Tuesday, December 14, 2010

More on UK's Gaskell Affair: What a tangled web they're weaving

Well, the defenders of Scientific Correctness have themselves into another fine logical mess.

They are claiming once again that Intelligent Design is a religious, rather than a scientific position. So far the claim has served them well. It allows them to simply dismiss it without actually doing any intellectual heavy lifting. They can simply raise their noses high, sniff audibly, and utter, in a dismissing tone, vague things about the integrity of science.

But the Gaskell affair at the University of Kentucky has got them all tied up in logical knots. Gaskell was the best qualified of seven candidates for the post of observatory director at UK until one member of the search committee got wind that he was a Christian, at which point some members of the committee--and apparently some faculty in the biology department--began a campaign to smear his reputation in order to deny him employment. They ended up hiring the third best candidate for the position rather than have a Christian on staff in one of their science departments.

It started when Sally Shafer, a UK staffer apparently in charge of keeping the university religion-free, Googled information on Gaskell and discovered he had given a lecture at UK in 1997 on science and religion, in which he went over the long list of Christian scientists in history and said that he adhered to the majority position in science that the universe--and the earth--were very old. He went on to say that, although he accepted natural selection, there were some unanswered questions about it.

Shafer, apparently appalled that Gaskell would discuss religion and science in the same lecture, and clearly disturbed that he had used the two words anywhere in the same vicinity, swung into action and reported Gaskell to the search committee as (brace yourself, this is strong language) a "potential evangelical."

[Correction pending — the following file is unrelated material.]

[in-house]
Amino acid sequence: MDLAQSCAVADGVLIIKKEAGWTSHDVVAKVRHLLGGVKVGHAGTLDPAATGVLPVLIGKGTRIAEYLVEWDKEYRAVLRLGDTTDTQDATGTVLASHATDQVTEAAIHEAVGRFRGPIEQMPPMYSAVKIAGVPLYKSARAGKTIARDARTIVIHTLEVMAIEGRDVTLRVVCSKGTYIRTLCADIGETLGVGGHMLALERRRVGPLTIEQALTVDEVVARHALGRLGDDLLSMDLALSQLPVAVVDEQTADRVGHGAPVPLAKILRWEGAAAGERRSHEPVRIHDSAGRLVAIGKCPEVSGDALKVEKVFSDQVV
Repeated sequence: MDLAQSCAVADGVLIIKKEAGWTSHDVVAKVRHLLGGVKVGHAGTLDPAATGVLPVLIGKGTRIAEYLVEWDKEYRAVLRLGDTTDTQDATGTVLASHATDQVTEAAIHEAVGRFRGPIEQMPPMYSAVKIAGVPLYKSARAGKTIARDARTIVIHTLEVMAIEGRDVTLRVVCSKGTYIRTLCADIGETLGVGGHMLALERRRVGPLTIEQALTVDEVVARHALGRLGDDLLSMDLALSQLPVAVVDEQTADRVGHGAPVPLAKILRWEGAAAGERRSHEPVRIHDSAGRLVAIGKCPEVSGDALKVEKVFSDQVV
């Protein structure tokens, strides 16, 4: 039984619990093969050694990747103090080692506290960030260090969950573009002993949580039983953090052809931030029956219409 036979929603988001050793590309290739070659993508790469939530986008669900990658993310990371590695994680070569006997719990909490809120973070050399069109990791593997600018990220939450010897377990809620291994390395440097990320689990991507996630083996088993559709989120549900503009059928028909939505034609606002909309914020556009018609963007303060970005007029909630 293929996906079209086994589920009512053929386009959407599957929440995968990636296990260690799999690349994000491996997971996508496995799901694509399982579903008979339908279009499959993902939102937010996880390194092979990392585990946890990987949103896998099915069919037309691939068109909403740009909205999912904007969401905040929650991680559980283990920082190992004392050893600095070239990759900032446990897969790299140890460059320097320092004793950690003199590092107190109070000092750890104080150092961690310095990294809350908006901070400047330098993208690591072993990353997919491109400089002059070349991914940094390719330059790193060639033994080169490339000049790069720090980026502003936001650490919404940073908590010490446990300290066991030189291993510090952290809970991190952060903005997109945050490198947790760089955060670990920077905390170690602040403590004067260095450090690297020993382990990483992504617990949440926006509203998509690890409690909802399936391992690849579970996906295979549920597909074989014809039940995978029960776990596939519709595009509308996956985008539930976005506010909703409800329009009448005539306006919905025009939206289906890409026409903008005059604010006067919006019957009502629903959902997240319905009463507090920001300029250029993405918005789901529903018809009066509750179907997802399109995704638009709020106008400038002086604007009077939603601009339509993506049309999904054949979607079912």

Several other appalled committee members began calling him a "creationist" and "Intelligent Design" advocate, although the first is certainly untrue, and the second is not entirely clear from the record. In any case, the consequence was that he was passed over, even though, according to court documents, he was clearly the most qualified candidate. Gaskell then sued the university for religious discrimination under the Civil Rights Act of 1964.

But what is interesting is the reasons now being given to justify his treatment at the hands of UK's Scientific Inquisition.

According to the critics of Intelligent Design, ID is a religious position, not a scientific one. But if it is a religious position, then those who hold it cannot be discriminated against on the basis that they hold it under the Civil Rights Act. If ID is a religious position, then its advocates should not be allowed in university science departments. But if it is a religious position, then it is discrimination not to hire them on that basis.

Oooh. Not a good dilemma to be in. But the critics--on this blog anyway--just go on blindly ignoring the inconsistency.

Again, it is not clear that Gaskell holds to an Intelligent Design position. We're just granting it for the sake of argument here.

If Intelligent Design is a religious position, then Gaskell cannot be denied employment on the basis of holding believing it. And if it is scientific, then he should not be denied employment for holding it.

Go ahead Maniacs, tell me how you get out of this one.


Anonymous said...


I'm on holidays and have a minute to thank you for all your fine efforts in the defence of reason.

-Martin Snigg

Anonymous said...

This was explained to you on the other thread. Quit pretending(?) to be so dense.

One Brow said...

From the article: